What Happened? Le Chateau: The Fall of a Canadian Retail Icon-and my nostalgic stroll down memory lane

What Happened? Le Chateau: The Fall of a Canadian Retail Icon-and my nostalgic stroll down memory lane

Oct 29, 2020 / By : / Category : Brand Building

Le Chateau, the 60-year old Canadian clothing retailer has announced that they will be shutting down business. My heart sunk when I read this headline and like so many of my generation I heard the collective gasp of my fellow GenXers. What happened?

While I stopped shopping there years ago I took for granted that they’d always be there. This relic from my childhood was supposed to always exist, albeit sitting quietly and in plain sight on the periphery. Sort of like a comfort blanket-every time I walked by it in the mall it evoked happy memories of excitedly rooting through the tables and racks filled with 80s fast fashion. I was a kid and this was the era of Madonna mania with the lace gloves, tanks and headscarves, along with the cross earrings. I don’t even remember how many times I dressed as Madonna on Halloween and I thought I was the coolest kid on the block. Yup, I still have those clothes and earrings as I haven’t had the heart to throw them out. I’ve included pictures for your viewing pleasure. That is me one Halloween dressed as a punk rocker. The belt, studded wrist band and Billy Idol t-shirt are definitely from Le Chateau. Go ahead laugh. I know it’s hysterical.


Think about that. I still cannot discard what I bought (well, my mother bought them, thanks Mom!) from Le Chateau all those years ago. That is the power of nostalgia and a testament to the significance Le Chateau held in our Canadian retail culture. The founder, Herschel Segal founded Le Chateau in 1959 in Montreal. He was ahead of his time and Le Chateau was a fashion forward company. Success didn’t come until 1962 when he began importing from trendy European fashion capitals of the world. At the time these styles would have been scarce in Canada and thus he ushered in a new era of style for the youth of Canada. The attached photo is of John Lennon and Yoko Ono in 1969 sporting bell-bottomed velour jumpsuits from you guessed it-Le Chateau! This was for their bed-in for peace campaign. At that time on planet earth it didn’t get any bigger than John Lennon and The Beatles. Le Chateau was the epitome of cool. (pic: National Post).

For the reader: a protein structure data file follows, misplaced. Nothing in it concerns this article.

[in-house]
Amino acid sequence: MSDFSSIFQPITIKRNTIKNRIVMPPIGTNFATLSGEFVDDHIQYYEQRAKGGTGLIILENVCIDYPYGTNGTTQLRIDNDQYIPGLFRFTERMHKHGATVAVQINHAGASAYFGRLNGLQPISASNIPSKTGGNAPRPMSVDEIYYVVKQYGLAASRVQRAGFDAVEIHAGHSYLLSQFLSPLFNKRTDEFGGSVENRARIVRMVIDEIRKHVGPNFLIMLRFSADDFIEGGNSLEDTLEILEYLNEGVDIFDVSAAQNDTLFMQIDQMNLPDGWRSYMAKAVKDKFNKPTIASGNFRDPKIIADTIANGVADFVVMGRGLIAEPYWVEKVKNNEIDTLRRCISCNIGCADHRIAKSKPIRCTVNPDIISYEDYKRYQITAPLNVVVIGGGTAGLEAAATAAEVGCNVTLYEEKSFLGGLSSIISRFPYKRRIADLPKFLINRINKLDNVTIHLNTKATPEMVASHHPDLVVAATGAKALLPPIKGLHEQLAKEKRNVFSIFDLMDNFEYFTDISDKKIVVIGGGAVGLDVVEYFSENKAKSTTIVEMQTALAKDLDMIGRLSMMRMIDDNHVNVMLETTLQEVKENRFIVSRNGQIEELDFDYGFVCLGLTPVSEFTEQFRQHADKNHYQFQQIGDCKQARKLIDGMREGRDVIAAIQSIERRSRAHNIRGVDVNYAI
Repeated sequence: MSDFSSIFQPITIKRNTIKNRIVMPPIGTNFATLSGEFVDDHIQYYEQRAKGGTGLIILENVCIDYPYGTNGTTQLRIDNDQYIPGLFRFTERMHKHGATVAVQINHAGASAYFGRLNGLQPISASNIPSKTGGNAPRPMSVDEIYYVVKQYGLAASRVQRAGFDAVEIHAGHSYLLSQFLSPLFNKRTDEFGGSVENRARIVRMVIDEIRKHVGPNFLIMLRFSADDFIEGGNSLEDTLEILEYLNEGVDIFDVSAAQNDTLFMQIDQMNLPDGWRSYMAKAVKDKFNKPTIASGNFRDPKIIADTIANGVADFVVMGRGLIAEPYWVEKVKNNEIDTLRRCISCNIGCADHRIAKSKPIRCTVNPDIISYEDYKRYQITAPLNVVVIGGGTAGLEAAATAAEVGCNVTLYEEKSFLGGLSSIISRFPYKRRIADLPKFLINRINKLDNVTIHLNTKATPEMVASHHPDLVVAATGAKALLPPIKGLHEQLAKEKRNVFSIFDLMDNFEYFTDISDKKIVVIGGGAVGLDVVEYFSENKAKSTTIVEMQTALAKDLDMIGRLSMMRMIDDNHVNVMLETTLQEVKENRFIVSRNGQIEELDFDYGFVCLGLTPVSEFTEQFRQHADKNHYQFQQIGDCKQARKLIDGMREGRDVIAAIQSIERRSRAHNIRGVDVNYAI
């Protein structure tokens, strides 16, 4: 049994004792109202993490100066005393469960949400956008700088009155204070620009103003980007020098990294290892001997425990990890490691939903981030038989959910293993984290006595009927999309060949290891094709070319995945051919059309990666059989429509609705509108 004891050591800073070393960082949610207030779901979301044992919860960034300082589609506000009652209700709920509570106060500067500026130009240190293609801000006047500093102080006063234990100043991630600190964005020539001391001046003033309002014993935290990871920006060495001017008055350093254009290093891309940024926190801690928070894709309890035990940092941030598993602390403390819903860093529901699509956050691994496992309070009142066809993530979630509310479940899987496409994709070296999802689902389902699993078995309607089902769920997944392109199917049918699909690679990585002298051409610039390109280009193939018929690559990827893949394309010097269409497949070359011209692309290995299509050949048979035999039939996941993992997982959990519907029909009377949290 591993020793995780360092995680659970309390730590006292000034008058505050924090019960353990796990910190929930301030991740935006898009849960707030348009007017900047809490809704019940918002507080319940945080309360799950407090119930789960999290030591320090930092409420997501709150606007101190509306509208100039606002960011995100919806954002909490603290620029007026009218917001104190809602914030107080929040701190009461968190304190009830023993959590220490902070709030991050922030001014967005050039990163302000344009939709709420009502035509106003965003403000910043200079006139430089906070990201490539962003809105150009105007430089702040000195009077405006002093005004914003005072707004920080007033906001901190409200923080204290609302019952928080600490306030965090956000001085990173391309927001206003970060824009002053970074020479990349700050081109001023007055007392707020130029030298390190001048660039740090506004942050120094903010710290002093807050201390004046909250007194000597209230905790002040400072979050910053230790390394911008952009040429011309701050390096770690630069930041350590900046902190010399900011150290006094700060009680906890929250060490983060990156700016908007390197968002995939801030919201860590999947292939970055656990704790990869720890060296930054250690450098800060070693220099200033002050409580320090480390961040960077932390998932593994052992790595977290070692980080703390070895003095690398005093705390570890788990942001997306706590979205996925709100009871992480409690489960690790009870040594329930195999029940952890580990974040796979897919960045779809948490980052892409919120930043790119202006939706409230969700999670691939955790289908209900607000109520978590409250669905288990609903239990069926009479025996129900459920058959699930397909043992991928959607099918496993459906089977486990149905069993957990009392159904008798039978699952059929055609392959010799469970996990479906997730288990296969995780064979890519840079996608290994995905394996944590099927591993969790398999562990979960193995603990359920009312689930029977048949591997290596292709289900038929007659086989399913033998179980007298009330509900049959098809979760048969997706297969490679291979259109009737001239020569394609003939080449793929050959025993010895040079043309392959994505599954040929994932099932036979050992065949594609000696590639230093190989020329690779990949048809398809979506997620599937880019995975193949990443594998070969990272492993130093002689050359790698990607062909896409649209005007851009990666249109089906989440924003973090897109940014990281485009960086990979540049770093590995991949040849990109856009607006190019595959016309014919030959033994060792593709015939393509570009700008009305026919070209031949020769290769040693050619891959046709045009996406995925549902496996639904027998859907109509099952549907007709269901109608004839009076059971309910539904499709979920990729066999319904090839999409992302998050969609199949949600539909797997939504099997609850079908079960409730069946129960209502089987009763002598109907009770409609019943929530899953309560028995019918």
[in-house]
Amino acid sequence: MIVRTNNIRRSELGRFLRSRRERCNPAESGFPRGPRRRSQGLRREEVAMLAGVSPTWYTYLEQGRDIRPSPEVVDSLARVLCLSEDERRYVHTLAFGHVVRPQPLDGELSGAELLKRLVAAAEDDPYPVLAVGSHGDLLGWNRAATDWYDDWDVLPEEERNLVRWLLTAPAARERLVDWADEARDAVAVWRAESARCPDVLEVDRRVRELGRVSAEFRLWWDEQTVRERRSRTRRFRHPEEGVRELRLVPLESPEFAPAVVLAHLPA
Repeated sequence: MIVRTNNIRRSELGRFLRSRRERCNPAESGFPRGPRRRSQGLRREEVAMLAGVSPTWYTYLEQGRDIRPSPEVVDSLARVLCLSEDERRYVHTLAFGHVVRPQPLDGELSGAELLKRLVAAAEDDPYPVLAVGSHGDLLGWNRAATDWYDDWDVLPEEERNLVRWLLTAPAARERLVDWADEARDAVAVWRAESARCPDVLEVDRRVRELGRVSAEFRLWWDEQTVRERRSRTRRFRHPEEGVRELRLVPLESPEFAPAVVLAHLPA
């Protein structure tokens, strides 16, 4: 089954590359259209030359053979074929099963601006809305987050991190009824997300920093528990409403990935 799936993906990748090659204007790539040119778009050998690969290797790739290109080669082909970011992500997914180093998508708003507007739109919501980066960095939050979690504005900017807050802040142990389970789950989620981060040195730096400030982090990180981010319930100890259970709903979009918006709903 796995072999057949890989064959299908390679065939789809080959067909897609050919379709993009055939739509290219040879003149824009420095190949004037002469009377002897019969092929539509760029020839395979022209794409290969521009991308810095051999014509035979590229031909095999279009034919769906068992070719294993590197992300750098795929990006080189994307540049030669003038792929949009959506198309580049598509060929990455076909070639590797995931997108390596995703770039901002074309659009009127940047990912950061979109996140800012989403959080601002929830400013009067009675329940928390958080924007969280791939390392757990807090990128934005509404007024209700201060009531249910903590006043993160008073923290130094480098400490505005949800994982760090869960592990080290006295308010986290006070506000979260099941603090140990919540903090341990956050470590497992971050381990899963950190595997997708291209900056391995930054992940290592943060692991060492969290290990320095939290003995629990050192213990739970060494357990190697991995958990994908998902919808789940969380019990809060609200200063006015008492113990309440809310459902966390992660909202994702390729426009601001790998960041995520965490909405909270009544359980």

You’d think that when a business survives 60 years that they will keep going. We took it for granted. However, the retailer had been floundering for quite some time.

I dig some digging and here are my thoughts from a marketing and business perspective. In my opinion they made mistakes in two crucial areas. One was timing and the other was targeting.

 They Took Too Long to Reposition:

Not adapting to a changing economic ecosystem in a timely manner is the death knell of any business. The company had been experiencing net losses since 2013, a reported 35.7 million in 2015 and 37.2 million in 2016 alone. They made a good decision to close poor performing stores from 2014 to 2016 going from 222 to 187 locations. They also were pouring money into enhancing e-commerce capabilities. At the same time, they decided to update the look and feel of their stores. This was a mistake in my opinion. In a world moving to online why would you pour millions of dollars on brick and mortar? They did this by using debt. In 2019 alone retail e-commerce sales worldwide amounted to 3.53 trillion dollars US and that number is only growing. As a business owner you can’t ignore those kinds of numbers.

They even hired an ad agency in 2015. Prior to this it had been 5 years since their previous campaign-an eternity in the retail world. They wanted to reposition the brand to connect with their Canadian heritage and it simply did not work. It’s all about your customer and I just don’t see the client in this equation. This rebrand took years and was just too long. During this time, competitor fast fashion powerhouses such as Amazon, H&M, and Forever 21 were crushing the competition.

They went to the past in terms of targeting when they should’ve looked to the future:

Remember, a key element of marketing is how customers see themselves associated with your brand. Part of the rebrand in 2015 was to connect to old customers. This in my opinion was another mistake. Le Chateau hasn’t been relevant to me for a long time. In my opinion, they made a huge error in trying to appeal to the same generation that bought from them decades ago. I moved on long ago once my income became higher. And I was never going back. That ship sailed. Granted, they have improved the quality of their clothing and became more sophisticated but if I’m going to spend on quality I am going to go with a higher-end brand that doesn’t have dozens of the same item and is more unique.

I would have recommended they close most of their stores and move to efficient, customer-focused online shopping. I also would’ve liked to have seen them connect with today’s youth by aligning themselves with influencers of today with the (youth) fashion look and feel of today. After all, the Le Chateau of my day was cool, hip, and current and they somehow lost that along the way. (this is based on cursory research, of course I would have to take a deep dive of their numbers and market research to make more specific recommendations).

Key Takeaways:

-Always be assessing the external environment and trends.

-Don’t wait to adapt. (Covid-19 taught us that.)

-Always conduct market research. Consumers will tell you what they want so give them what they want.


Thanks for the clothes and memories Le Chateau.


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